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A few weeks ago, I was driving from Florida to South Carolina by way of Atlanta and found myself in need of a caffeine fix somewhere in rural Alabama.
Fortunately, I happened to be driving through a town with more than one stop light and some fast food options, so I walked into a popular coffee shop chain -- I won't name names, but its title boasts its O-shaped pastries can be dunked into coffee.
There wasn't a clerk in sight, and I was the only customer. Not wanting to be "that customer," the one who obnoxiously clears her throat to look for help, I stretched my legs and waited for a few minutes, figuring someone had to show up to the counter soon. However, the minutes ticked by, and I grew a little irritated. I needed caffeine, and besides, this long of a break could put me into Atlanta at rush hour. Finally, a clerk rushed to the register. "Now what did you say you wanted, ma'am?" she asked, ready to put in the order.
Faith in humanity restored, I smiled and said, "A small coffee, please."
Only she wasn't taking my order. She was taking an order being shouted into her earpiece, from the drive-thru. Another clerk arrived at the counter and, fool that I am, I once again asked for a small coffee -- only to be given an annoyed look because this clerk, too, was taking a drive-thru order. Completing the orders, they walked away, and I remained at the counter, flustered.
At this point, I admitted defeat and walked out the door empty-handed and humiliated. I had been standing in front of people who had ignored me, which was far more offensive than the lack of caffeine in my cupholder.
I do not like to be ignored.
Stewing in my car, I heard the almost audible question from God, which snapped me out of my indignant funk: "Imagine how I feel?"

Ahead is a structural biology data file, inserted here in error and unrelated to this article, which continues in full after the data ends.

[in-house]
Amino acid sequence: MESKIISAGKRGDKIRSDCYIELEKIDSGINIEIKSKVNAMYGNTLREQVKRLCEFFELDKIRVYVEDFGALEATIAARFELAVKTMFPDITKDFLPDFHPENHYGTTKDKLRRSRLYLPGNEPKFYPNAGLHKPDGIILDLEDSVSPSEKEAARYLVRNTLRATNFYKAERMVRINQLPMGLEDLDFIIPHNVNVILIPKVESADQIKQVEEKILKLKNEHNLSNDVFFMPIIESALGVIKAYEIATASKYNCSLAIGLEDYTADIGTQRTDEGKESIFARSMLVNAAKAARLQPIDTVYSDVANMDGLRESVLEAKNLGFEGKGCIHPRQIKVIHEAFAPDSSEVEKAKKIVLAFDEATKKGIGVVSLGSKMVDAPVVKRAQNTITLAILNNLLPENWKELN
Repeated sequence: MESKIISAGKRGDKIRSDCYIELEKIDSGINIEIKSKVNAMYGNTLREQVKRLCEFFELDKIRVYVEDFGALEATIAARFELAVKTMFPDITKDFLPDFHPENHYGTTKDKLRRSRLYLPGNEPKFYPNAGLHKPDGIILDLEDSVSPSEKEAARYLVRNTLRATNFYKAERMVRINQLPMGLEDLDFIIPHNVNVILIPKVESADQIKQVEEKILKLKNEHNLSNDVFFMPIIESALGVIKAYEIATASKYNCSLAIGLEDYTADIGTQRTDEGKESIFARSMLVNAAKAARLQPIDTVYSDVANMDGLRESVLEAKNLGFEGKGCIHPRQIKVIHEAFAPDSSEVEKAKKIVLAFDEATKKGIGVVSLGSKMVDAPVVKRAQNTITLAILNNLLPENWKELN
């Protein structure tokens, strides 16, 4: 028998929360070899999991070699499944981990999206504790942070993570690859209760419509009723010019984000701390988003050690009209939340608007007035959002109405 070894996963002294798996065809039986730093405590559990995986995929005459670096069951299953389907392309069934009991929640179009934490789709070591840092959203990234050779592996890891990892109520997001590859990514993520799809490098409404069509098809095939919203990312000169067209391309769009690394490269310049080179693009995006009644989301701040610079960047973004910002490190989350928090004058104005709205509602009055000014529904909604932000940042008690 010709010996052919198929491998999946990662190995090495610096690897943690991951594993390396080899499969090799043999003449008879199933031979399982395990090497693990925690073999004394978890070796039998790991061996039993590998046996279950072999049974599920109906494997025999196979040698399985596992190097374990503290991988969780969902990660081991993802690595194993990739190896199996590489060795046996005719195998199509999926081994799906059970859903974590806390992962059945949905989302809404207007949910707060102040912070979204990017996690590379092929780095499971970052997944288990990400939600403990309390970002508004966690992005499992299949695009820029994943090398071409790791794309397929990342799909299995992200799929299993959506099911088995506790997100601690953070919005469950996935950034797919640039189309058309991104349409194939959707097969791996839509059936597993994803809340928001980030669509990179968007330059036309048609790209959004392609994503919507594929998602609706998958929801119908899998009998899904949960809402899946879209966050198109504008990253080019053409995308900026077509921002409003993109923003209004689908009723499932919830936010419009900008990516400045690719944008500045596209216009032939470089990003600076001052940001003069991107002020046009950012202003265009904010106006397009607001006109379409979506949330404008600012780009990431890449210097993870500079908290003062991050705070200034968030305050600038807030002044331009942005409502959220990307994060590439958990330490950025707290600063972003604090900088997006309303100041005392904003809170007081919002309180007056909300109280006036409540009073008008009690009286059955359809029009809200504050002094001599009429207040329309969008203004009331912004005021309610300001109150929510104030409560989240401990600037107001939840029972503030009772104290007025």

Ten minutes of being ignored in a coffee shop and I was furious, while I can go 10 hours -- or, admittedly, 10 days -- without offering sincere attention to God. That very day, in fact, I had been in such a hurry to get packed up and on the road, I had skipped my morning prayers and had yet to actually pray the rosary swinging from my rearview mirror. I had driven over the water and into a magnificent sunrise and instead of pausing to thank God for the day, I had been yakking on my cellphone, confirming dinner plans for that evening.
Tomorrow is the first Sunday of Advent -- the four weeks before Christmas when we are challenged to "share in the long preparation for the Savior's first coming" and renew our "ardent desire for his second coming" (Catechism of the Catholic Church, No. 524).
It is ironic that December -- when we can't walk more than a few steps without seeing some reminder of the birth of Christ -- can be a time when we get so busy we neglect to actually talk to the person we're celebrating.
Much like I was ignored for the drive-thru customers at the cafè, we can brush God aside in our flurry of pageants, shopping and celebrating.
Resolve -- before the lists get too long and the days too short -- to reflect that Christ has come and will return. We don't know when, but when we make it a habit to acknowledge his presence in our lives through prayer, reflection and charity, we'll be ready for both the celebration of Christmas and eternal life.